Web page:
Several of your stories involve Jim in trouble. What is it about his character that you enjoy writing?
On the surface Jim seems to be cold, stoic, hardnosed, but on rare occasions you can see beneath all that to the vulnerable, tortured soul. I like trying to bring that to the surface. That's what made Warriors so powerful for me, seeing Jim nearly in tears, in a panic over Incacha's death. For one brief moment we saw the raw pain he was in before his defenses went up and he became angry. His reaction to Danny Choi's death was less moving, to me, than his reaction in Warriors.
You have published a number of zines through Skeeter Press. Tell us how you started publishing zines, and what is involved in getting a zine to press.
It all started with a chance comment. Back in '99 I mentioned to Susan that maybe we should start our own zine and publish The Devil You Know. The idea didn't go much farther than that. A few months later, D.L. made the comment to me that we should create our own zine since she does desktop publishing for a living. I laughed and told her Susan and I had had similar thoughts. D.L. didn't let it rest at that, she started doing a bit of research. Originally we were going to do an e-zine, I'm not sure how it "de"volved into a paper zine. I told Susan that D.L. and I were tossing around the idea of a zine, she said she'd love to be on board. Before I knew it, Skeeter Press was born and I was scrambling to learn about this publishing business. I think we have a very good team. We have D.L. with her desktop publishing skills, Susan with her editing skills, and me with, well, management and distribution skills I guess. :) What's involved in getting a zine to press -- well, obviously you need a story or stories. The story needs to be edited, and we're not talking about a simple beta read-through. Susan works with our submitting authors until a final version is agreed upon, she then gives me the final version. I go through it, do the initial formatting if necessary, catch anything Susan might have missed, then I pass it on to D.L. who will do the layout work for the zine. In the beginning we used WP/Word for layout (what a headache), now we use a DTP program called Serif. It's made our lives much easier. While D.L. is doing this, I'm attempting to gather artwork, either my own or from someone else. D.L. places the artwork or markers in the story. When she has the final file ready, she passes it to me, I print it out, get all the forwards and endnotes, etc. together. I take this document and the color cover to the copy house I use and get copies made. My copy house will colate the copies with the acetate and backcovers I supply (so I don't have to). When the copies are done, I pick them up and take them to the binder. From then it's a matter of filling orders. <g>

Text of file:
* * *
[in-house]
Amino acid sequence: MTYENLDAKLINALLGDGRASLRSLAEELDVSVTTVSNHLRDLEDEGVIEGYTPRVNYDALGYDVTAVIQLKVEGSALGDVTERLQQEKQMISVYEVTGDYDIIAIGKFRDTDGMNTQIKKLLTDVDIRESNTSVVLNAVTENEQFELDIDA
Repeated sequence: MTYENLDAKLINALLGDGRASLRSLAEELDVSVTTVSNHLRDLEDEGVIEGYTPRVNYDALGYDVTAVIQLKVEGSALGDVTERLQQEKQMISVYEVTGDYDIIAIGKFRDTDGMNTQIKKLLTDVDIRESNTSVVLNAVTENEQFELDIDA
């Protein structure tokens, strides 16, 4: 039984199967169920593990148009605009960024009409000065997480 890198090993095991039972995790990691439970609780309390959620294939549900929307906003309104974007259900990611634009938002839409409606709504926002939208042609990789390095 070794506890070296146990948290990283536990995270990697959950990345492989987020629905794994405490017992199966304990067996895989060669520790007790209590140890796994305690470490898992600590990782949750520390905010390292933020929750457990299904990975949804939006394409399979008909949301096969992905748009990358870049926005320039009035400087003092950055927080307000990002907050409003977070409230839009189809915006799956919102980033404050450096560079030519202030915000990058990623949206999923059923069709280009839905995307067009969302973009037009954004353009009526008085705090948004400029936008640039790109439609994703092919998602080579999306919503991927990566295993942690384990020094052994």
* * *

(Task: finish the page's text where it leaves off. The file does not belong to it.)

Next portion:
Your website, Skeeter63, has become a home to a number of Sentinel fan fiction websites including the Cascade Library. How did your site get its name?
For a while I had a picture of the site's namesake up on the main index page. I had a favorite Appaloosa horse when I was in high school. I used to show him in amateur shows. Unfortunately, he had an apparent heart attack the day after I came home from my Freshman year in college. It was Friday, May 13th. His name was "Skat Jacket", but we called him Skeeter. '63 is the year I was born and the number I always showed under. I consider it my lucky number. :)
What do you do when your muse takes a vacation?
Ooo boy. I read and read and read, and rack my brain, hoping to free it up. Lately I've been suffering from apathy. The ideas are in my head, I can block out entire scenes in my head, but for some reason I lack the desire to commit them to paper. I think that's just about over, though.
What is the hardest part about writing for you?
Coming up with an idea.
What is the most satisfying part of writing for you?
If I can evoke a certain emotion from myself or my friends after writing something, I'm happy. Also, "The End" is always kind of nice. It's satisfying to know I've finished a story.
What are your feelings on story feedback?
I love feedback. I always get a rush when someone writes me and says they liked my stories. I've not had too many negative feedback, but I accept them too. If a story didn't work for them, I like to know that and why.